in climate--result in observable changes in the vegetation and fauna of the
dune and slack environments.
Successional patterns and processes on barrier beaches have received
considerable study since the early 1900s.
At mid-century, Tansley (1949) and
Salisbury (1952) published treatises
that summarized plant succession on coastal dunes. Generally, they found that mobile dunes are first stabilized
by several colonizing species; second, a stable turf forms; and last, a dense
scrub or heath forms over the dunes.
While salt aerosols may be of secondary importance in determining the
species presence on the foredunes (van der Valk
1974), salt aerosols in the
atmosphere are considered by some researchers as the primary factor
determining the direction and rate of change in species composition over time.
When prevailing conditions reduce salt aerosols, shrubs and trees
invade herbaceous communities; however, herbaceous communities replace
arborescent vegetation when salt aerosols increase.
The distribution pattern along the coast mimics a time sequence; older
dunes are farther inland and have fewer effects from salt aerosols.
In contrast, younger dunes are closer to the source of salt aerosol.
The classic study by Oosting and Billings (1942) showed that biotic
succession cannot be used successfully to explain zonation in coastal dune
Topographic position, and the environmental variables associated with
it, played a significant role in determining the direction and rate of change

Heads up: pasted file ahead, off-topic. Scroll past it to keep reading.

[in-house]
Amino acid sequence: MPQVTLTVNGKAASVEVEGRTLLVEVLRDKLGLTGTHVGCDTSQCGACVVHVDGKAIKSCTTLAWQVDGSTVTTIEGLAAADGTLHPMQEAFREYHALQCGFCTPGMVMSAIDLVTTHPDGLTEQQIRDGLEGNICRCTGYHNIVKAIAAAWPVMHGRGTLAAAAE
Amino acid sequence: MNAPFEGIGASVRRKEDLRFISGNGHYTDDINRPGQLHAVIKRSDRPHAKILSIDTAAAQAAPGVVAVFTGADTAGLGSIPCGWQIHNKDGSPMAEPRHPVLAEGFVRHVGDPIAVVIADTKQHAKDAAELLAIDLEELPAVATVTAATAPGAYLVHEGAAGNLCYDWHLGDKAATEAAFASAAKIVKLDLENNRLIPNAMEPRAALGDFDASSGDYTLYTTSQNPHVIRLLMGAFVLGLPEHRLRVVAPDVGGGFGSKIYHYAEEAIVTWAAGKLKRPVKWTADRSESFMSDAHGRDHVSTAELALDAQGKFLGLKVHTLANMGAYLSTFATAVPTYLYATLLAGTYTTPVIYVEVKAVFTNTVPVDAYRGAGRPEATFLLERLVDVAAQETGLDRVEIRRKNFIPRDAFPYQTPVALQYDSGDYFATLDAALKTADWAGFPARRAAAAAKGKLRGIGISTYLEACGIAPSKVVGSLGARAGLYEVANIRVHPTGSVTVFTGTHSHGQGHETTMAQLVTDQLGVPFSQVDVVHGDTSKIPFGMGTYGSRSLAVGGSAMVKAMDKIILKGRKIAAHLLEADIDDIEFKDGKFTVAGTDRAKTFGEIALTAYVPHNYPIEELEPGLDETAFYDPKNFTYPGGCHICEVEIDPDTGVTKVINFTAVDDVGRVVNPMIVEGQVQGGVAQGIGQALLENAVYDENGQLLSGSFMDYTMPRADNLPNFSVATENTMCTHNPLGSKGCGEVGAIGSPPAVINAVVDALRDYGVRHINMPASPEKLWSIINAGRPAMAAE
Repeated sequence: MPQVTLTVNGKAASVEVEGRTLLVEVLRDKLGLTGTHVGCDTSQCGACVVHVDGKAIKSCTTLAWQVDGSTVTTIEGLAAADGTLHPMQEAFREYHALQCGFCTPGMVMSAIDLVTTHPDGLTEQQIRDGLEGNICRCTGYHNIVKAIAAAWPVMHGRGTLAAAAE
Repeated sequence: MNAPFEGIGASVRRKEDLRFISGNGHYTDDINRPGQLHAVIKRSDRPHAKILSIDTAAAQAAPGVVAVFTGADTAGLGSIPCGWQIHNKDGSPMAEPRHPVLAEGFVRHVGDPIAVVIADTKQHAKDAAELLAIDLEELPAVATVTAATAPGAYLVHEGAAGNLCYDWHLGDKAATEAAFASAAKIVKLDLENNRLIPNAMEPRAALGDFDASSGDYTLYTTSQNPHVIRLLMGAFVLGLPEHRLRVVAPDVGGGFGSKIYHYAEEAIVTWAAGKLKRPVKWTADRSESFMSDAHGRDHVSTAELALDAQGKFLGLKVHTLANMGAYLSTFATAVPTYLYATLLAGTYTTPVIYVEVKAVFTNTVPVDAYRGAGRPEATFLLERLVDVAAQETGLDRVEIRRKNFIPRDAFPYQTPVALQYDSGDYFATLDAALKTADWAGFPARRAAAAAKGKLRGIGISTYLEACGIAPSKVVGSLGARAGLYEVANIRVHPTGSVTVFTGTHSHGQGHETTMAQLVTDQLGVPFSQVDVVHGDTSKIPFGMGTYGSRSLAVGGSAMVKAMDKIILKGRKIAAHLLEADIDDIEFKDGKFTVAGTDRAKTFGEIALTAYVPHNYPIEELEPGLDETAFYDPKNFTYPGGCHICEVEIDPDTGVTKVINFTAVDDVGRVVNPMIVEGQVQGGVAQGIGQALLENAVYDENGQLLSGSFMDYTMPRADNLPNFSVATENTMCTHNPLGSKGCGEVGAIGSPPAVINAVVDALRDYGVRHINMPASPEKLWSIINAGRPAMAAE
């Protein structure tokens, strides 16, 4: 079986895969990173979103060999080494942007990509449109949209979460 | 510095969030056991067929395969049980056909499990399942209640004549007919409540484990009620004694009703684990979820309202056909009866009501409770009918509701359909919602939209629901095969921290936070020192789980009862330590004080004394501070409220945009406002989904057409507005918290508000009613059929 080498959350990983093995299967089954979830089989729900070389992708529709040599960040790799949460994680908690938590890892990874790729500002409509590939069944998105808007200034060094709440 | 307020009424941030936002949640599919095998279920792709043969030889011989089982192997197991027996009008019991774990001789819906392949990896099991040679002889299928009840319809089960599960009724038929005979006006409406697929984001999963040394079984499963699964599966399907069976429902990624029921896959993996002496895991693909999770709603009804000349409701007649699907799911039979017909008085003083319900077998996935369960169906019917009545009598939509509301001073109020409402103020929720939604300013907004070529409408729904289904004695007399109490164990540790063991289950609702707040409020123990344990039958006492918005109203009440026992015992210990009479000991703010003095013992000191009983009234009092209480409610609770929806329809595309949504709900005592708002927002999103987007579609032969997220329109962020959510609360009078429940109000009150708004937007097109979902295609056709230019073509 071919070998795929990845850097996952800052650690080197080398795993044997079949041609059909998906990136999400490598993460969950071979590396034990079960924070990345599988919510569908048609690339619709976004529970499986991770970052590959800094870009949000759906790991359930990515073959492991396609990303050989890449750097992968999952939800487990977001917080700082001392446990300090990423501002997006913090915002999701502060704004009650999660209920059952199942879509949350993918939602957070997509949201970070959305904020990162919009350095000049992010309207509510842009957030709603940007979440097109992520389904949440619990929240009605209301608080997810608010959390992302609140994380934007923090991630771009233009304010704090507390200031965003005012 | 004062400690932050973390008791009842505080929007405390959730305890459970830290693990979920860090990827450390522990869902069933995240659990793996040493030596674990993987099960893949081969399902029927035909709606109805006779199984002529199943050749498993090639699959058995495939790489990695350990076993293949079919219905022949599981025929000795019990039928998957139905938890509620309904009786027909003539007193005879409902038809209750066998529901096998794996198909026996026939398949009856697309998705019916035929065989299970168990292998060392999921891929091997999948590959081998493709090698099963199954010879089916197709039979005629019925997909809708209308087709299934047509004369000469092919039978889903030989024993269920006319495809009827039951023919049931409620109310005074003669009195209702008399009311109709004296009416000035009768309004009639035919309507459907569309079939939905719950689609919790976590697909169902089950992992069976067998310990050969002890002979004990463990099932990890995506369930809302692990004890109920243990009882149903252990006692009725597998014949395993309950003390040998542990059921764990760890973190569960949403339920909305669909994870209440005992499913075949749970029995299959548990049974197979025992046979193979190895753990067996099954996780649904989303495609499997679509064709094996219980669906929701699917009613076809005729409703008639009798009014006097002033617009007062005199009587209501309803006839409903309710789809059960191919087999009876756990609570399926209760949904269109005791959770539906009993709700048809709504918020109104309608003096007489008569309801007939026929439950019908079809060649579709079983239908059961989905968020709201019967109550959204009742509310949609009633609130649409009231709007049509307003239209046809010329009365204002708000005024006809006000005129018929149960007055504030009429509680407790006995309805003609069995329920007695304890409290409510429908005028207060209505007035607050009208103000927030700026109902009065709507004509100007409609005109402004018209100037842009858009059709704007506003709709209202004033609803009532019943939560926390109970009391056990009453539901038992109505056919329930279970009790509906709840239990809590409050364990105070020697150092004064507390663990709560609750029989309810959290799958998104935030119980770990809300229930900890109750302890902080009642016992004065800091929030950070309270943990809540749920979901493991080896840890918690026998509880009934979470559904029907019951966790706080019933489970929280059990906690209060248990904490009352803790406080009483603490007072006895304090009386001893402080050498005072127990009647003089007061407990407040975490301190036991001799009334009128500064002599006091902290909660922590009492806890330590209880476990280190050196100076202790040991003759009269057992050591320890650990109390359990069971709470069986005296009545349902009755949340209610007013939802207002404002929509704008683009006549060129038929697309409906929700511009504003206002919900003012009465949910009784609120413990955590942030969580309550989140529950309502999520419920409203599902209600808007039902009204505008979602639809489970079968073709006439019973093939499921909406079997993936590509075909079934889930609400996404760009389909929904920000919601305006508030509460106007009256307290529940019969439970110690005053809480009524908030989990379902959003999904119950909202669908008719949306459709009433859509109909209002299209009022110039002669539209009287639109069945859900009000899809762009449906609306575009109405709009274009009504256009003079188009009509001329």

in communities. The driest
communities change most slowly; low, moist sites change rapidly.
Martin (1959) stated
. . . it seems reasonable to conclude that plant succession on Island
Beach, and perhaps on barrier beaches in general, is largely an intra-zonal
phenomenon. The herbaceous,
shrubby, and arborescent zones do not necessarily represent seral stages in
biotic (autogenic) succession. The
herbaceous zones… are structurally and compositionally stable under the
environmental conditions which characterize them."
Simple models of succession, however, are inadequate to explain the
diversity of plant patterns observed on the barrier beaches.
Art (1976) agrees with other investigators (e.g.,
Oosting 1954; Martin
1959) that the pattern of plant communities from ocean to sound does not
necessarily indicate a successional sequence.
In fact, high dunes do not appear to undergo successional change (Willis et al.
direction and rate of succession are closely related to soil development (Olson
Art (1976) found that American beachgrass is a pioneer plant where sand
is being deposited in dune-and-slack areas. Except for the seaward faces of the primary dunes, beach plum
and northern bayberry eventually replace American beachgrass.
In blowouts, Art (1976) recognized beach heather as the pioneer
species. Bearberry spreads into,
and then replaces, the stands of beach heather.
In stable, barren dune-and-slack sites, pitch pine (Pinus
rigida) and eastern red cedar (Juniperus
virginiana) may act as pioneers. Art's
successional model is based on a simple unidirectional change from initial
conditions of deposition, erosion, or stability (Fig. 6.7).
According to Art, the terms “pioneer” and “climax” species are
meaningless in dune environments that experience continuous disturbance.